Monday, January 07, 2008

St. Augustine Lighthouse


My wife Debbie and I have just returned from a weekend trip to St. Augustine, FL. St. Augustine is a beautiful historic city and I would recommend visiting if you have an opportunity to do so. The city has a history dating back more than 400 years, the city was founded in 1565 making it the oldest city in the U.S. For more history of St. Augustine click HERE.

While in St. Augustine, my wife and I attended a ghost hunt at the St. Augustine Lighthouse. This was a perfect opportunity to test my new Nikon D-300's high ISO/low noise quality of this camera. It was also the first time I had used "auto ISO" programing in a camera.

The St. Augustine Lighthouse rises 165 feet above sea level and contains 219 steps. At the top, a first order Fresnel lens serves the beacon. The St. Augustine lens consists of 370 hand-cut glass prisms arranged in a beehive shape towering twelve feet tall and six feet in diameter.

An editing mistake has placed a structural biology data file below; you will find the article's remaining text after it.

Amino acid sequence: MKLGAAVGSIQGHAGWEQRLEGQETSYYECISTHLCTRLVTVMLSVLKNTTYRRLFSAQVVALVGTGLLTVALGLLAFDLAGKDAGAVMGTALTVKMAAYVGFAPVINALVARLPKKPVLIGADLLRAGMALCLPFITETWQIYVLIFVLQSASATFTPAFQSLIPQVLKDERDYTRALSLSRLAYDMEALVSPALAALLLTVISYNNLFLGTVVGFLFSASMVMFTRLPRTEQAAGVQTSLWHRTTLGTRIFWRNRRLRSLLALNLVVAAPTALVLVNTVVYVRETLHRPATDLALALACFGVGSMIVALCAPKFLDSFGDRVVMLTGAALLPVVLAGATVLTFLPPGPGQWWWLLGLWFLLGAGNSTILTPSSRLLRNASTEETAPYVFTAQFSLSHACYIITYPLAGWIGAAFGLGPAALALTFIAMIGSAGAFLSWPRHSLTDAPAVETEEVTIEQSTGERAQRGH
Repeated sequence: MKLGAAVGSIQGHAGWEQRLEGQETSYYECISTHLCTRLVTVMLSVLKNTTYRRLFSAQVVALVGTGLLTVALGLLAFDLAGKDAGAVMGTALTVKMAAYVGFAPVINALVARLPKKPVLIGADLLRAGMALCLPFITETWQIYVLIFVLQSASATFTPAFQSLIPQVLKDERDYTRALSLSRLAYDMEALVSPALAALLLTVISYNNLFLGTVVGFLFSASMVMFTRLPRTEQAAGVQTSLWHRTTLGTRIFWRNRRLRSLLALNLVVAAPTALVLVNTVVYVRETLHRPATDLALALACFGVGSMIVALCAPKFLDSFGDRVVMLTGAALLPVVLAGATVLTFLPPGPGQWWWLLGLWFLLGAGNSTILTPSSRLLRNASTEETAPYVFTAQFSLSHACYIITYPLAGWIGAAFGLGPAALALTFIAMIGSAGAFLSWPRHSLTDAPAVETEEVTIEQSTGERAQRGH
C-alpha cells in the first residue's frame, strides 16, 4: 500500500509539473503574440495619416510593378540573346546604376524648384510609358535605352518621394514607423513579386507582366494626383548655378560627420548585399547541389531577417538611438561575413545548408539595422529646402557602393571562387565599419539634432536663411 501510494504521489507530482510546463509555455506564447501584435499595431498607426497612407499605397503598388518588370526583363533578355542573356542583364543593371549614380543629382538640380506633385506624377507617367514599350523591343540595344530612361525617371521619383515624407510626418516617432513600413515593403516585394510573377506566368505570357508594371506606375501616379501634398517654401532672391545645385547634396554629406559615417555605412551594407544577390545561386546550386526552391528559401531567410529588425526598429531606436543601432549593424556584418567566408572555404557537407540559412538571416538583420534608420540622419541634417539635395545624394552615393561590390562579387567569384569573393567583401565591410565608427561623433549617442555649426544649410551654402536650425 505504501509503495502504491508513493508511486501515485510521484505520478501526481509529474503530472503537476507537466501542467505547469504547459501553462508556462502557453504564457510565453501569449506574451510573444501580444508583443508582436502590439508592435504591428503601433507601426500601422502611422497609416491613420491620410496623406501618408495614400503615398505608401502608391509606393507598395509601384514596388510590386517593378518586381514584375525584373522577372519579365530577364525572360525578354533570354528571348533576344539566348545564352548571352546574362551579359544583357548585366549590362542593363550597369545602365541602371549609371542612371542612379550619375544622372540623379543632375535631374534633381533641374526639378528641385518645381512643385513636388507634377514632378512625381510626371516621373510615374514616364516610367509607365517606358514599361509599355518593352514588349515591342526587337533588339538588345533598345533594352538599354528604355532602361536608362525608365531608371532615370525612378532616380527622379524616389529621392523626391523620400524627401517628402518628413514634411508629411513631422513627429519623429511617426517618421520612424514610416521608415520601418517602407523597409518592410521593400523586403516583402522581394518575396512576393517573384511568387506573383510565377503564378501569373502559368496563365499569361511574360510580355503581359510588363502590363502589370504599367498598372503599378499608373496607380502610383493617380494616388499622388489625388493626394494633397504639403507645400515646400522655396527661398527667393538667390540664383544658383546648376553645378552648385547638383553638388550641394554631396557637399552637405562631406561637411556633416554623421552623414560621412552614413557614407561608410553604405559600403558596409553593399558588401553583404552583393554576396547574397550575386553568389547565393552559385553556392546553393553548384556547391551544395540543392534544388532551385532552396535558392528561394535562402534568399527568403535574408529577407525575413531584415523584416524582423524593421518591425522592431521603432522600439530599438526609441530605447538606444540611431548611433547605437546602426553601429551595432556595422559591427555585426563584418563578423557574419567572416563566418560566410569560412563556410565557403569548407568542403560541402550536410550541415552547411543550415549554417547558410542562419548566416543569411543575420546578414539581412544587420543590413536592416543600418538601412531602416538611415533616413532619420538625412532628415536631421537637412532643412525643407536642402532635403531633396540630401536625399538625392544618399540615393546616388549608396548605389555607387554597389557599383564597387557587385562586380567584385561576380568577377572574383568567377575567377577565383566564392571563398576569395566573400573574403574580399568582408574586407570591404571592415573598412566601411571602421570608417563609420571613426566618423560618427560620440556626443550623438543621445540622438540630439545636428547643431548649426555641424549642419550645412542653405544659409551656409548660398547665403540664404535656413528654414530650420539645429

I am totally thrilled with my new camera! Here are several other shots to look at from my trip.





6 comments:

i.n.galbraith said...

shit, those pics look AWESOME. the cool blue stairs is great! i'm sure you're more then satisfied with the results...

carlos said...

In the first stairwell shot, is that a long exposure while someone climbed the stairs with a lantern of some type? I'm really diggin' that one.....

Bill Giles said...

I really like the blue stairway shot. How did you do it?

Chad Banning said...

Cool David,

May I ask your settings and ambient light conditions of the first lighthouse image?

Box of Frogs said...

The two spiral staircase shots are beautiful.

For the first one can you shed some light (pardon the pun) on the shooting data please? And did you handhold the camera?

Thanks

David Tejada said...

The blue comes from shooting with a color balance of tungsten. The exposure was 30 seconds and the light is coming from a LED flash light I'm carrying down the stairs.

I had my wife push the shutter and I would walk down using the light to light the space. DT